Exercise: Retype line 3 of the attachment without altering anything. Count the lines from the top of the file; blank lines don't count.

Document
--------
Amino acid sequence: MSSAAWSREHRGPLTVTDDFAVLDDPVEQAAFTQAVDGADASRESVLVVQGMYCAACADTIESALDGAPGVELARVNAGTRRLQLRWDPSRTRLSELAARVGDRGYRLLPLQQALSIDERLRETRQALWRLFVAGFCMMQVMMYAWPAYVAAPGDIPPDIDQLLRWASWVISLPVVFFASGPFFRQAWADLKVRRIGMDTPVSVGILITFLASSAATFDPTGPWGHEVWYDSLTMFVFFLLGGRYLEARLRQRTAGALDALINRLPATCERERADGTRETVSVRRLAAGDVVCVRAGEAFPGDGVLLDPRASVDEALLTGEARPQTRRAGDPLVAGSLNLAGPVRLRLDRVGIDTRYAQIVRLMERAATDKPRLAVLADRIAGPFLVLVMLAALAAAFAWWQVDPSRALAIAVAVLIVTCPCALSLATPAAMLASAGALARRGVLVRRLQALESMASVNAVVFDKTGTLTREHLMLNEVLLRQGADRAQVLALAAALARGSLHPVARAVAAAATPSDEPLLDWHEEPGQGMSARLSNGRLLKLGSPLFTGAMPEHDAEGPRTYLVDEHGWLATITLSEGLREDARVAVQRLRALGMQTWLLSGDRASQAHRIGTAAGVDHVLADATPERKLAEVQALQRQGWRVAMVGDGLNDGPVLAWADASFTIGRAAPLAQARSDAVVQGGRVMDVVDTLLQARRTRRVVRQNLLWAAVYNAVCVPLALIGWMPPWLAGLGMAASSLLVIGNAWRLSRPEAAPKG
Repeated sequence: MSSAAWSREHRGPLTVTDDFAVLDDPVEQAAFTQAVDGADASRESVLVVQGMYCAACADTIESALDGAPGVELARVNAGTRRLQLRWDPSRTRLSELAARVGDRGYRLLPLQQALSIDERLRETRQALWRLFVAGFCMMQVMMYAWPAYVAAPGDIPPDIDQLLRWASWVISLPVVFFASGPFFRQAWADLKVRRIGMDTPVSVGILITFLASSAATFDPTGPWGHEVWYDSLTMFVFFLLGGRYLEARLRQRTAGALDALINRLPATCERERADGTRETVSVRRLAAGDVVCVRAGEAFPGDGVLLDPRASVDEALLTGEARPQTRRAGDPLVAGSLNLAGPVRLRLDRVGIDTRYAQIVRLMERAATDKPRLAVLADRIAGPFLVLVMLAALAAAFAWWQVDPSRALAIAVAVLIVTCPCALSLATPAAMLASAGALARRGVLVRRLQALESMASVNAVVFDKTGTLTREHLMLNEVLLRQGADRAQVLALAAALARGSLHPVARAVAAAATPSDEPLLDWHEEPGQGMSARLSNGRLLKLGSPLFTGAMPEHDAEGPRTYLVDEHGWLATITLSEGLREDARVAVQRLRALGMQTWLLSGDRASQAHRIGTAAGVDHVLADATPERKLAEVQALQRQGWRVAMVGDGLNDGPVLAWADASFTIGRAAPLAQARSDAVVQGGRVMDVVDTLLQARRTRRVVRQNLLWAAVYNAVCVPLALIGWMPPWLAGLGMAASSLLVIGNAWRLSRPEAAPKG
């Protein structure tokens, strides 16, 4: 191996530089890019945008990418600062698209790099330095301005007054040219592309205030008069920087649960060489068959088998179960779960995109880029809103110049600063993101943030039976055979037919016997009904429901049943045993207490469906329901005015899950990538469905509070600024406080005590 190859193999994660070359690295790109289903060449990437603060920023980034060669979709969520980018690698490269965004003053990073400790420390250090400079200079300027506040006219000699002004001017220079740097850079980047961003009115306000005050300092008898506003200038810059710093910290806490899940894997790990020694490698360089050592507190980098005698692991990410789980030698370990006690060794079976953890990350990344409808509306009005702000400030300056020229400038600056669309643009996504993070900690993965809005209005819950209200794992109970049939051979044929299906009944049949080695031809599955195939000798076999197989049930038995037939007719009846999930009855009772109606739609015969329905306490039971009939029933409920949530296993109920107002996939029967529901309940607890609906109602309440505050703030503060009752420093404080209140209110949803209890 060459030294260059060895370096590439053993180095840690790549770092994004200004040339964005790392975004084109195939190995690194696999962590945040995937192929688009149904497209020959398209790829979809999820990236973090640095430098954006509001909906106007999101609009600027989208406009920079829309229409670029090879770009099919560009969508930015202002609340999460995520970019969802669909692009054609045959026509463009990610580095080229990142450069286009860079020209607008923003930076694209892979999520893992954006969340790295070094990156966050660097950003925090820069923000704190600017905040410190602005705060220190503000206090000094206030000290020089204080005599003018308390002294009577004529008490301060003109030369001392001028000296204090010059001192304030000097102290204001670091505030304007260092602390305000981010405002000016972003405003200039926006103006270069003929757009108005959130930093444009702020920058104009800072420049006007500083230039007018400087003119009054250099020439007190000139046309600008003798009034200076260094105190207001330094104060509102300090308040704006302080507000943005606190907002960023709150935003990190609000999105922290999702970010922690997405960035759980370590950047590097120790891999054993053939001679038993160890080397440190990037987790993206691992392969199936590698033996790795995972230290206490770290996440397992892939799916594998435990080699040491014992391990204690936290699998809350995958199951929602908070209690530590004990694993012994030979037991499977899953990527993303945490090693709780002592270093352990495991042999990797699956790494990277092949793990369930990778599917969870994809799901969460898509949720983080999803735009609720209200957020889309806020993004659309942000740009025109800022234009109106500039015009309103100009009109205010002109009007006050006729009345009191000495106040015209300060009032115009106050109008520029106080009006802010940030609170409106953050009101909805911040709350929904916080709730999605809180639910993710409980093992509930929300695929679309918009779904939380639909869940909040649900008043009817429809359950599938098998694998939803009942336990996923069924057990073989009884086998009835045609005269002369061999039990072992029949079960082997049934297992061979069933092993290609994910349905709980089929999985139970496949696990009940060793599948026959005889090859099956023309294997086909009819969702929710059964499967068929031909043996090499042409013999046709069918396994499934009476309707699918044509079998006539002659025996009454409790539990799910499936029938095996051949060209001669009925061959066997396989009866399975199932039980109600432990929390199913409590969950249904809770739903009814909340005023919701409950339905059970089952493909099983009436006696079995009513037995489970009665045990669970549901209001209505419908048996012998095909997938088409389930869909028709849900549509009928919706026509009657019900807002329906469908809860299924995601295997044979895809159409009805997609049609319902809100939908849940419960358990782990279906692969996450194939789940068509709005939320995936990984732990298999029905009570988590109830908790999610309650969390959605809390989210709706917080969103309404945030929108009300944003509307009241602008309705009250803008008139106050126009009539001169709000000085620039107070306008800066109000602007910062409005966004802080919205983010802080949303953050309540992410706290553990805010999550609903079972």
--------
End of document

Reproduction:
């Protein structure tokens, strides 16, 4: 191996530089890019945008990418600062698209790099330095301005007054040219592309205030008069920087649960060489068959088998179960779960995109880029809103110049600063993101943030039976055979037919016997009904429901049943045993207490469906329901005015899950990538469905509070600024406080005590 190859193999994660070359690295790109289903060449990437603060920023980034060669979709969520980018690698490269965004003053990073400790420390250090400079200079300027506040006219000699002004001017220079740097850079980047961003009115306000005050300092008898506003200038810059710093910290806490899940894997790990020694490698360089050592507190980098005698692991990410789980030698370990006690060794079976953890990350990344409808509306009005702000400030300056020229400038600056669309643009996504993070900690993965809005209005819950209200794992109970049939051979044929299906009944049949080695031809599955195939000798076999197989049930038995037939007719009846999930009855009772109606739609015969329905306490039971009939029933409920949530296993109920107002996939029967529901309940607890609906109602309440505050703030503060009752420093404080209140209110949803209890 060459030294260059060895370096590439053993180095840690790549770092994004200004040339964005790392975004084109195939190995690194696999962590945040995937192929688009149904497209020959398209790829979809999820990236973090640095430098954006509001909906106007999101609009600027989208406009920079829309229409670029090879770009099919560009969508930015202002609340999460995520970019969802669909692009054609045959026509463009990610580095080229990142450069286009860079020209607008923003930076694209892979999520893992954006969340790295070094990156966050660097950003925090820069923000704190600017905040410190602005705060220190503000206090000094206030000290020089204080005599003018308390002294009577004529008490301060003109030369001392001028000296204090010059001192304030000097102290204001670091505030304007260092602390305000981010405002000016972003405003200039926006103006270069003929757009108005959130930093444009702020920058104009800072420049006007500083230039007018400087003119009054250099020439007190000139046309600008003798009034200076260094105190207001330094104060509102300090308040704006302080507000943005606190907002960023709150935003990190609000999105922290999702970010922690997405960035759980370590950047590097120790891999054993053939001679038993160890080397440190990037987790993206691992392969199936590698033996790795995972230290206490770290996440397992892939799916594998435990080699040491014992391990204690936290699998809350995958199951929602908070209690530590004990694993012994030979037991499977899953990527993303945490090693709780002592270093352990495991042999990797699956790494990277092949793990369930990778599917969870994809799901969460898509949720983080999803735009609720209200957020889309806020993004659309942000740009025109800022234009109106500039015009309103100009009109205010002109009007006050006729009345009191000495106040015209300060009032115009106050109008520029106080009006802010940030609170409106953050009101909805911040709350929904916080709730999605809180639910993710409980093992509930929300695929679309918009779904939380639909869940909040649900008043009817429809359950599938098998694998939803009942336990996923069924057990073989009884086998009835045609005269002369061999039990072992029949079960082997049934297992061979069933092993290609994910349905709980089929999985139970496949696990009940060793599948026959005889090859099956023309294997086909009819969702929710059964499967068929031909043996090499042409013999046709069918396994499934009476309707699918044509079998006539002659025996009454409790539990799910499936029938095996051949060209001669009925061959066997396989009866399975199932039980109600432990929390199913409590969950249904809770739903009814909340005023919701409950339905059970089952493909099983009436006696079995009513037995489970009665045990669970549901209001209505419908048996012998095909997938088409389930869909028709849900549509009928919706026509009657019900807002329906469908809860299924995601295997044979895809159409009805997609049609319902809100939908849940419960358990782990279906692969996450194939789940068509709005939320995936990984732990298999029905009570988590109830908790999610309650969390959605809390989210709706917080969103309404945030929108009300944003509307009241602008309705009250803008008139106050126009009539001169709000000085620039107070306008800066109000602007910062409005966004802080919205983010802080949303953050309540992410706290553990805010999550609903079972």